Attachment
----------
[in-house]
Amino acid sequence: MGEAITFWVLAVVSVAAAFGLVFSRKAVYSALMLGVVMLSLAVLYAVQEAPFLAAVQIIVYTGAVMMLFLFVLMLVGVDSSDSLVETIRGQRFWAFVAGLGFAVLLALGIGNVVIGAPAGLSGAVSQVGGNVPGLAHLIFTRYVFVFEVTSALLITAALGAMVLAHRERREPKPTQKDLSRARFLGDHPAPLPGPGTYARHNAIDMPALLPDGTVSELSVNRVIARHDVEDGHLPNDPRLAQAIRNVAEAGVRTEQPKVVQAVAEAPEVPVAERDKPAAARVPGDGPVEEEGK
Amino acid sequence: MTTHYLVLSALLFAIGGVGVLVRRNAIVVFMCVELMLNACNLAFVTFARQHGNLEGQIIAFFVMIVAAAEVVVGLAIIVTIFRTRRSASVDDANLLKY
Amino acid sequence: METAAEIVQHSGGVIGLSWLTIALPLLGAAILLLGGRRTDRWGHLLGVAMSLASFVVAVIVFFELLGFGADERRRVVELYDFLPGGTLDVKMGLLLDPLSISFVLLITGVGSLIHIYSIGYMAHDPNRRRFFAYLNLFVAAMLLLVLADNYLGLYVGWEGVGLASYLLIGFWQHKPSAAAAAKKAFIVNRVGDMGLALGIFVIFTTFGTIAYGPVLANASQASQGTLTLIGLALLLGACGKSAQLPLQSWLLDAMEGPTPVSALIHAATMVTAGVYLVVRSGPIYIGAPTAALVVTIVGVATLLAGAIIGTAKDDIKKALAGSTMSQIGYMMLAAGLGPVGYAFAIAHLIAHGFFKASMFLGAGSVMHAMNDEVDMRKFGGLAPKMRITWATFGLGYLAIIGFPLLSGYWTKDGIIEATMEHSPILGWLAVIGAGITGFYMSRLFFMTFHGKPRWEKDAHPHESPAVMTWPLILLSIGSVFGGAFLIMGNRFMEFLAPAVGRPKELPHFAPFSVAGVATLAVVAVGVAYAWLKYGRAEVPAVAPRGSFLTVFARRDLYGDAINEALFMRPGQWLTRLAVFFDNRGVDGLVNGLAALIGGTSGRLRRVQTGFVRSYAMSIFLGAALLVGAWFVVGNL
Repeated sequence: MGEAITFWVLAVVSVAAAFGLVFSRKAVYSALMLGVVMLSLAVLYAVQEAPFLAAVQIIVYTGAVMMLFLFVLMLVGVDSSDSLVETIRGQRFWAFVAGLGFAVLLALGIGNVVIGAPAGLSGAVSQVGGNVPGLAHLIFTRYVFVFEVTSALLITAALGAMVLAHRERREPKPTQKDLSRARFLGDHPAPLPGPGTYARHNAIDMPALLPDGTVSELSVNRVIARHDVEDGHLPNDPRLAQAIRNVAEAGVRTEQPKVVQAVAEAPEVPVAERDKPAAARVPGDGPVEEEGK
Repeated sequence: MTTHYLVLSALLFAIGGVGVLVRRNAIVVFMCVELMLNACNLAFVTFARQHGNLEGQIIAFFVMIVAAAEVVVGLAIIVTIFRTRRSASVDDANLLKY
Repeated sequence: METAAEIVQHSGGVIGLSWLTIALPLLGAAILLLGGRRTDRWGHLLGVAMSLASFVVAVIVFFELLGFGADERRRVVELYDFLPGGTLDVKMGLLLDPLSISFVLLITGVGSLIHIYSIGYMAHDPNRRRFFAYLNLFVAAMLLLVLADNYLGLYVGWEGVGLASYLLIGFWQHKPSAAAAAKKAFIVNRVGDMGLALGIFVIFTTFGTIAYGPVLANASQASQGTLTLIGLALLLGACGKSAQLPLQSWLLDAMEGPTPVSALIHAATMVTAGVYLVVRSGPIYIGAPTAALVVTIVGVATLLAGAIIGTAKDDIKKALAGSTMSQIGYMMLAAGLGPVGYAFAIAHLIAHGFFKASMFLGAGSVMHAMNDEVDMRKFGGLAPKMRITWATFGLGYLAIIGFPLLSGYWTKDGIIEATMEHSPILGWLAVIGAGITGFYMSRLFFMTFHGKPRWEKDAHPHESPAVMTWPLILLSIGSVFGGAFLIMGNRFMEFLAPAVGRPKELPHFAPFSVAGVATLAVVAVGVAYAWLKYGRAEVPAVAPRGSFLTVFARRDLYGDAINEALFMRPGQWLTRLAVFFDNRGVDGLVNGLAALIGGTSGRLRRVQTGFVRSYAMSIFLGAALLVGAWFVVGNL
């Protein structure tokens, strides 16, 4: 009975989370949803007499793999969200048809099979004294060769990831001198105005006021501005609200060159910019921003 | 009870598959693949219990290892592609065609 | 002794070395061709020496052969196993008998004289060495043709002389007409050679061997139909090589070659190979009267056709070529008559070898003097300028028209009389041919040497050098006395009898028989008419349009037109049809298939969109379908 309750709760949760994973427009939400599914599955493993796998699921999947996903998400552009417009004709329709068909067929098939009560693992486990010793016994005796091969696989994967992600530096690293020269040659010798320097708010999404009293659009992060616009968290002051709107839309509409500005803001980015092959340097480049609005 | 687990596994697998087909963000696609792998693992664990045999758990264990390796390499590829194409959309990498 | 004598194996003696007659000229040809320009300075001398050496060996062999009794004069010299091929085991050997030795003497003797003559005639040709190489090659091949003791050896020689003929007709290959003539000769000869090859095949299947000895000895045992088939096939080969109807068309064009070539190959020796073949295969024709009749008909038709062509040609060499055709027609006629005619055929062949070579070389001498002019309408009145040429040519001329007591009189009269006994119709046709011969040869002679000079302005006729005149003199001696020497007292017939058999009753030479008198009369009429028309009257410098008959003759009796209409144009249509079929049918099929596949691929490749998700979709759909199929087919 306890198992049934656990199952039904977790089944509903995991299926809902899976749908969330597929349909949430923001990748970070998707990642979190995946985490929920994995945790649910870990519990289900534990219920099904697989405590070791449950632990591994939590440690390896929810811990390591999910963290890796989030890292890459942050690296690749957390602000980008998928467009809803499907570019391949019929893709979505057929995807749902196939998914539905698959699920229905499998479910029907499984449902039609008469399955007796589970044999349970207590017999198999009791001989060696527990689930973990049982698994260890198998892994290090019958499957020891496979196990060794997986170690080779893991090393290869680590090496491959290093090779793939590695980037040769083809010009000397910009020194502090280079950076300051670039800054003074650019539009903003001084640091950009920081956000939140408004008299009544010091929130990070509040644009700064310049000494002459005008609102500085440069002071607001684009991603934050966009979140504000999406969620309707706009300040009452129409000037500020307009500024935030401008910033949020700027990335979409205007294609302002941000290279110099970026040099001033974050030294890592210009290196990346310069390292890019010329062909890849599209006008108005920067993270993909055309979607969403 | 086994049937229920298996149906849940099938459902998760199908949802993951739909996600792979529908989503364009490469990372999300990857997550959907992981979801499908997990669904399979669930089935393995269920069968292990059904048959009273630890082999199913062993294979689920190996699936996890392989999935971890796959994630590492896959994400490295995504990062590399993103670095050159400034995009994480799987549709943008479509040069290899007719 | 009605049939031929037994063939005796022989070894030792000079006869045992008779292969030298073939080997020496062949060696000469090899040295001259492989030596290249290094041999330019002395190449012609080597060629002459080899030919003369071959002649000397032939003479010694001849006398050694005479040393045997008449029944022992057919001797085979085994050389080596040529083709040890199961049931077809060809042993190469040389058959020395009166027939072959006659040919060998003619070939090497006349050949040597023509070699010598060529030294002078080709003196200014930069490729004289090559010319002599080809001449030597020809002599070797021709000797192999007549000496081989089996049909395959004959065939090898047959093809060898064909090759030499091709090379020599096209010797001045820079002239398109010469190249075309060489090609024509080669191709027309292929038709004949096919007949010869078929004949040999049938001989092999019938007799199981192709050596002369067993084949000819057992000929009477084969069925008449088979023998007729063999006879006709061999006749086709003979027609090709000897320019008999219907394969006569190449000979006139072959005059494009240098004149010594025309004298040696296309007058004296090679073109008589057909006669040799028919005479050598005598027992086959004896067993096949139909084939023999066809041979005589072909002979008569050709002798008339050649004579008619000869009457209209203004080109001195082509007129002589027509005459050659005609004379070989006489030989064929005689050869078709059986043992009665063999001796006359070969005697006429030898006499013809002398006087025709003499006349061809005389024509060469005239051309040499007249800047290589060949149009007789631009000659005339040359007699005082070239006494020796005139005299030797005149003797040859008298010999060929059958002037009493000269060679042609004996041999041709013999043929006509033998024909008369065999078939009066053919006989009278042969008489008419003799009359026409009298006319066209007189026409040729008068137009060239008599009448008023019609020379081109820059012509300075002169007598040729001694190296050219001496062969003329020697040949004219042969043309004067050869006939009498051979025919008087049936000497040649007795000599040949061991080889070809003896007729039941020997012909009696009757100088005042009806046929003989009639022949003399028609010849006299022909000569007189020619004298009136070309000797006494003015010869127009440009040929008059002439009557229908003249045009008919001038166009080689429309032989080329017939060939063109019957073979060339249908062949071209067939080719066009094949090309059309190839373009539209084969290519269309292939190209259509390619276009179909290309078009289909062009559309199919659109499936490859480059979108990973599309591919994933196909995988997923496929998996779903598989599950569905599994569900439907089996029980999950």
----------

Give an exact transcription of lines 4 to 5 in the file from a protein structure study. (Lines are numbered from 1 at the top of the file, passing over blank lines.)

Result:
Amino acid sequence: METAAEIVQHSGGVIGLSWLTIALPLLGAAILLLGGRRTDRWGHLLGVAMSLASFVVAVIVFFELLGFGADERRRVVELYDFLPGGTLDVKMGLLLDPLSISFVLLITGVGSLIHIYSIGYMAHDPNRRRFFAYLNLFVAAMLLLVLADNYLGLYVGWEGVGLASYLLIGFWQHKPSAAAAAKKAFIVNRVGDMGLALGIFVIFTTFGTIAYGPVLANASQASQGTLTLIGLALLLGACGKSAQLPLQSWLLDAMEGPTPVSALIHAATMVTAGVYLVVRSGPIYIGAPTAALVVTIVGVATLLAGAIIGTAKDDIKKALAGSTMSQIGYMMLAAGLGPVGYAFAIAHLIAHGFFKASMFLGAGSVMHAMNDEVDMRKFGGLAPKMRITWATFGLGYLAIIGFPLLSGYWTKDGIIEATMEHSPILGWLAVIGAGITGFYMSRLFFMTFHGKPRWEKDAHPHESPAVMTWPLILLSIGSVFGGAFLIMGNRFMEFLAPAVGRPKELPHFAPFSVAGVATLAVVAVGVAYAWLKYGRAEVPAVAPRGSFLTVFARRDLYGDAINEALFMRPGQWLTRLAVFFDNRGVDGLVNGLAALIGGTSGRLRRVQTGFVRSYAMSIFLGAALLVGAWFVVGNL
Repeated sequence: MGEAITFWVLAVVSVAAAFGLVFSRKAVYSALMLGVVMLSLAVLYAVQEAPFLAAVQIIVYTGAVMMLFLFVLMLVGVDSSDSLVETIRGQRFWAFVAGLGFAVLLALGIGNVVIGAPAGLSGAVSQVGGNVPGLAHLIFTRYVFVFEVTSALLITAALGAMVLAHRERREPKPTQKDLSRARFLGDHPAPLPGPGTYARHNAIDMPALLPDGTVSELSVNRVIARHDVEDGHLPNDPRLAQAIRNVAEAGVRTEQPKVVQAVAEAPEVPVAERDKPAAARVPGDGPVEEEGK